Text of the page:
A LON domain has an identifier of 0, 1, 3, or 6 byte length. The length is variable so that you can optimise it for a particular network. Since the domain identifier is part of every packet, the domain ID’s length has a big impact in the network performance. For example, a private network may only use 1 byte for the domain length, while a public network (or one on a more open network medium such as powerlines or RF) may choose to use the full 6 bytes.
A domain with a 0-byte identifier is referred to as the zero-length domain, and should be reserved for network management purposes only.
A subnet is the logical grouping of up to 127 nodes from one or more channels (a channel is a set of all LON devices that are connected to the same transmission medium). Each LON domain can accommodate up to 255 subnets.
A subnet is usually associated with one channel only, whereas the reverse is not normally true.
The node address is a subnet-unique address for the node. It is a numerical identifier in the range 1-127. It is used to uniquely identify a node on a subnet. Routers ignore the node address. This is not to be confused with the unique 48-bit ID contained in the Neuron processor.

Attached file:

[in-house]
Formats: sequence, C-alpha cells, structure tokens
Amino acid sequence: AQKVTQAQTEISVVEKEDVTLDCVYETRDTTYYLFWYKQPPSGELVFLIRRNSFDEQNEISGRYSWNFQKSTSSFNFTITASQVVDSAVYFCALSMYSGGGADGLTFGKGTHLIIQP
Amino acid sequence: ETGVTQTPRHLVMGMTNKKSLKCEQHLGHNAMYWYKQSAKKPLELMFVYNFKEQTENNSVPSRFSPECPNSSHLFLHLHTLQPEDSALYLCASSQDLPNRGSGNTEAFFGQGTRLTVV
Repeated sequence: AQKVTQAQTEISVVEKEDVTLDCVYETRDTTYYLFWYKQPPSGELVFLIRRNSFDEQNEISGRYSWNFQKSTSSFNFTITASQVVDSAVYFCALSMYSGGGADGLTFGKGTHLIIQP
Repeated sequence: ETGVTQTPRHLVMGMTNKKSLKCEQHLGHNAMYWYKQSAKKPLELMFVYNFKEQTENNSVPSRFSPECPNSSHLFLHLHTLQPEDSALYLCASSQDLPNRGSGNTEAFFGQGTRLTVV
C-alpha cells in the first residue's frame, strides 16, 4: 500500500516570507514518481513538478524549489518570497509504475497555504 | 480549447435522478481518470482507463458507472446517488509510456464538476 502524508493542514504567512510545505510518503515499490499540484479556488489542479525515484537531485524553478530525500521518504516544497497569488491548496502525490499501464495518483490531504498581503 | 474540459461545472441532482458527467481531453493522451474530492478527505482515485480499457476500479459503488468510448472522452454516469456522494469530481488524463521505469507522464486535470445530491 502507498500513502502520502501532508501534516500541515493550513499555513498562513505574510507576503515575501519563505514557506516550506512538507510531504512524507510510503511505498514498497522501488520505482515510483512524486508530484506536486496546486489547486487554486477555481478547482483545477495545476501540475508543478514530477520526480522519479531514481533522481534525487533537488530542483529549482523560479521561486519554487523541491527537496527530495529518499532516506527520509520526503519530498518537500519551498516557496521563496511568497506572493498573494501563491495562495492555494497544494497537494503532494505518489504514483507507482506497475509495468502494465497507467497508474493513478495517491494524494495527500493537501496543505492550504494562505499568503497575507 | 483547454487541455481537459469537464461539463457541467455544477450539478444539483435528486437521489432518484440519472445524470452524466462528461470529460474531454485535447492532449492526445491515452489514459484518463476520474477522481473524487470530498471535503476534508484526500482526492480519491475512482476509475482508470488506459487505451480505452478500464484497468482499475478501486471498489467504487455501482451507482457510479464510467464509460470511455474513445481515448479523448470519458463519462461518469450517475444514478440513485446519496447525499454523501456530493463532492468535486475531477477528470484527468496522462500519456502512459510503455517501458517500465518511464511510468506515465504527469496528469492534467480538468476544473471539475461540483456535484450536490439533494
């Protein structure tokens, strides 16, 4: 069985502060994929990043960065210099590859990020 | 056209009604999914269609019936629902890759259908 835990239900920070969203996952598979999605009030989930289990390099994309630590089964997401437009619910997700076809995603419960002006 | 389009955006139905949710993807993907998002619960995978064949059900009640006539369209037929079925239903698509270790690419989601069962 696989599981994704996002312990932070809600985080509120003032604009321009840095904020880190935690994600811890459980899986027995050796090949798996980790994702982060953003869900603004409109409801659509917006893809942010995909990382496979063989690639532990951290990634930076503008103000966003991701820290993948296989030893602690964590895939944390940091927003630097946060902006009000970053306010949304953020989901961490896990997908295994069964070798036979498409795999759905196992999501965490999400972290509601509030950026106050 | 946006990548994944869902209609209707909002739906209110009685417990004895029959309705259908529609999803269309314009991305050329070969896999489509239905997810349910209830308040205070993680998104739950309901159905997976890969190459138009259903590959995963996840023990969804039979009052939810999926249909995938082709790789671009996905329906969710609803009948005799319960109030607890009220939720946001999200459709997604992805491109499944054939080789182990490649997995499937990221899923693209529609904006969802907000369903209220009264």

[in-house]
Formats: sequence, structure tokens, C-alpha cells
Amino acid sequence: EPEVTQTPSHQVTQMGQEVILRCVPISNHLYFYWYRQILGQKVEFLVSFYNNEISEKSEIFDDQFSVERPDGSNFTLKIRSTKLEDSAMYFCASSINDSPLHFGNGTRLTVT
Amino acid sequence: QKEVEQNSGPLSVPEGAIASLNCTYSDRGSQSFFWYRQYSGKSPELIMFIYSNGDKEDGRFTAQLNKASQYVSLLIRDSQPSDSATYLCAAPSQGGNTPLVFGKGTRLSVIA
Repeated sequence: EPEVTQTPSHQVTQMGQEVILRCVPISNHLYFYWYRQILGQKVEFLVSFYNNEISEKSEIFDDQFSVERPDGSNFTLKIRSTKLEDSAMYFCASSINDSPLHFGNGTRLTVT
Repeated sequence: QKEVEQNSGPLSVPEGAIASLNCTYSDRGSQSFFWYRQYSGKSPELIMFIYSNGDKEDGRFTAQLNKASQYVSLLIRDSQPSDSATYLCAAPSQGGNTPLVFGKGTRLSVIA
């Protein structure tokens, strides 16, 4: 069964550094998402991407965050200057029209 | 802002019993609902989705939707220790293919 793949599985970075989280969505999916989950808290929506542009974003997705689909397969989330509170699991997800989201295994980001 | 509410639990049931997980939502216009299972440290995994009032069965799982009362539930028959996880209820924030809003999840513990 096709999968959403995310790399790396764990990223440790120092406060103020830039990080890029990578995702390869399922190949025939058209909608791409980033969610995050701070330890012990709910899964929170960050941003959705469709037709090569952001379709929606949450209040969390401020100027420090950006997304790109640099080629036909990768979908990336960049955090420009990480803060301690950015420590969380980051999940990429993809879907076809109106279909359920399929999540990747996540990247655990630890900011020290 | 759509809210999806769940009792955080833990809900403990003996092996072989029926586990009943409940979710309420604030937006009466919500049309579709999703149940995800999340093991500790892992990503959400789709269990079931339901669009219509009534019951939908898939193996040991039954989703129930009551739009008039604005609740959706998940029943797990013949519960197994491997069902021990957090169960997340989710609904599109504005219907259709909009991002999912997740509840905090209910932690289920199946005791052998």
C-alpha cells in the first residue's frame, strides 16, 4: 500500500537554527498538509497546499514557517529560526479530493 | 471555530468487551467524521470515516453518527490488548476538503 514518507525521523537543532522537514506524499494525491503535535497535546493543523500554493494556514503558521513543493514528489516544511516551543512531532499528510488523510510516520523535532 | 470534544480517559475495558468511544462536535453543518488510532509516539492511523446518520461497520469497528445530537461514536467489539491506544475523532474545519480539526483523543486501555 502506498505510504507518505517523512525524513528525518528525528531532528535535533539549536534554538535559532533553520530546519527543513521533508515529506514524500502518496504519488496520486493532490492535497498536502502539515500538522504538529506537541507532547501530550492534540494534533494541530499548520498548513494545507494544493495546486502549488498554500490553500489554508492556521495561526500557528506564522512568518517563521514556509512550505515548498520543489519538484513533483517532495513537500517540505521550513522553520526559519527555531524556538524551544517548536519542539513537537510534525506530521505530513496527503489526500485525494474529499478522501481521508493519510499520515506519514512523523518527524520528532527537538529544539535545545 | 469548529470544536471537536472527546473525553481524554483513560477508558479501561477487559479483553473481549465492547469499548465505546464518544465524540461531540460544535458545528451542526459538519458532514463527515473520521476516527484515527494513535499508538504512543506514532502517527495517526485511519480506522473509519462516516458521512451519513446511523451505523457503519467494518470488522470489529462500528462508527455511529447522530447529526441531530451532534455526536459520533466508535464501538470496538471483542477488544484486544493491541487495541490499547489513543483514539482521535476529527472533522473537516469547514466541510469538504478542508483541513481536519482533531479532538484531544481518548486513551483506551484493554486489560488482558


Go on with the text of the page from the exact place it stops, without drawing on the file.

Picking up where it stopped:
The subnet and node addresses can be referred together as subnet/node-ID addressing (S/N addressing).
The LON network supports broadcasting, which is when a message is sent to all nodes in a particular scope. The scope can either be a subnet or the entire domain.
The LON network supports multicasting (group addressing). Up to 64 nodes are allowed to be added to a group, and up to 127 groups are allowed on each domain. Most nodes can only be a member of up to 15 groups at once.